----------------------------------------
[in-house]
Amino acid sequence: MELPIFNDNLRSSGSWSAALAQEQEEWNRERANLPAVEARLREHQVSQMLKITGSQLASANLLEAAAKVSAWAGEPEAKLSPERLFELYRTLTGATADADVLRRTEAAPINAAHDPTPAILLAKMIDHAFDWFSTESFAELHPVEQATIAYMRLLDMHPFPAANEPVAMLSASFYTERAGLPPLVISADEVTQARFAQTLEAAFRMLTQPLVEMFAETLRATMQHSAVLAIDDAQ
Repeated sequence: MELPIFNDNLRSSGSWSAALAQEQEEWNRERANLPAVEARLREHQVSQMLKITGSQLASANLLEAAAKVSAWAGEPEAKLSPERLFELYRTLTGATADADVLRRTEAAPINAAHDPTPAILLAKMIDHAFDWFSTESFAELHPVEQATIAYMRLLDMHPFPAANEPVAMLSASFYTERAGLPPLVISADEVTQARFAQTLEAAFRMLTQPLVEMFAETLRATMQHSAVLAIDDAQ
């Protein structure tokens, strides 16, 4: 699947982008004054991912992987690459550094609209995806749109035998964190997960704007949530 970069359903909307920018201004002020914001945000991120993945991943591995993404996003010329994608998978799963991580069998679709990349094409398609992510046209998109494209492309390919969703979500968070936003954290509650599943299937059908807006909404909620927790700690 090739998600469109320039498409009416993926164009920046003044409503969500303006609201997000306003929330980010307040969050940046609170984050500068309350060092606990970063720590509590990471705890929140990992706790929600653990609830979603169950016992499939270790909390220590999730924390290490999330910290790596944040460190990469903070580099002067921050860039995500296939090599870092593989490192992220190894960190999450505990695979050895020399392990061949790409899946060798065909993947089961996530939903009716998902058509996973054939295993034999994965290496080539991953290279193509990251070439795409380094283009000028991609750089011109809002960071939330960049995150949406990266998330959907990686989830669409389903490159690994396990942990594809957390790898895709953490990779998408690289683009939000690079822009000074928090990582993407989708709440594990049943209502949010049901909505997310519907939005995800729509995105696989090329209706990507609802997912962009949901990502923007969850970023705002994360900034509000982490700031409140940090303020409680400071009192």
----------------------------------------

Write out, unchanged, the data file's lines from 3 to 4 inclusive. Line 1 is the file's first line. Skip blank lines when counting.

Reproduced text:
Repeated sequence: MELPIFNDNLRSSGSWSAALAQEQEEWNRERANLPAVEARLREHQVSQMLKITGSQLASANLLEAAAKVSAWAGEPEAKLSPERLFELYRTLTGATADADVLRRTEAAPINAAHDPTPAILLAKMIDHAFDWFSTESFAELHPVEQATIAYMRLLDMHPFPAANEPVAMLSASFYTERAGLPPLVISADEVTQARFAQTLEAAFRMLTQPLVEMFAETLRATMQHSAVLAIDDAQ
């Protein structure tokens, strides 16, 4: 699947982008004054991912992987690459550094609209995806749109035998964190997960704007949530 970069359903909307920018201004002020914001945000991120993945991943591995993404996003010329994608998978799963991580069998679709990349094409398609992510046209998109494209492309390919969703979500968070936003954290509650599943299937059908807006909404909620927790700690 090739998600469109320039498409009416993926164009920046003044409503969500303006609201997000306003929330980010307040969050940046609170984050500068309350060092606990970063720590509590990471705890929140990992706790929600653990609830979603169950016992499939270790909390220590999730924390290490999330910290790596944040460190990469903070580099002067921050860039995500296939090599870092593989490192992220190894960190999450505990695979050895020399392990061949790409899946060798065909993947089961996530939903009716998902058509996973054939295993034999994965290496080539991953290279193509990251070439795409380094283009000028991609750089011109809002960071939330960049995150949406990266998330959907990686989830669409389903490159690994396990942990594809957390790898895709953490990779998408690289683009939000690079822009000074928090990582993407989708709440594990049943209502949010049901909505997310519907939005995800729509995105696989090329209706990507609802997912962009949901990502923007969850970023705002994360900034509000982490700031409140940090303020409680400071009192």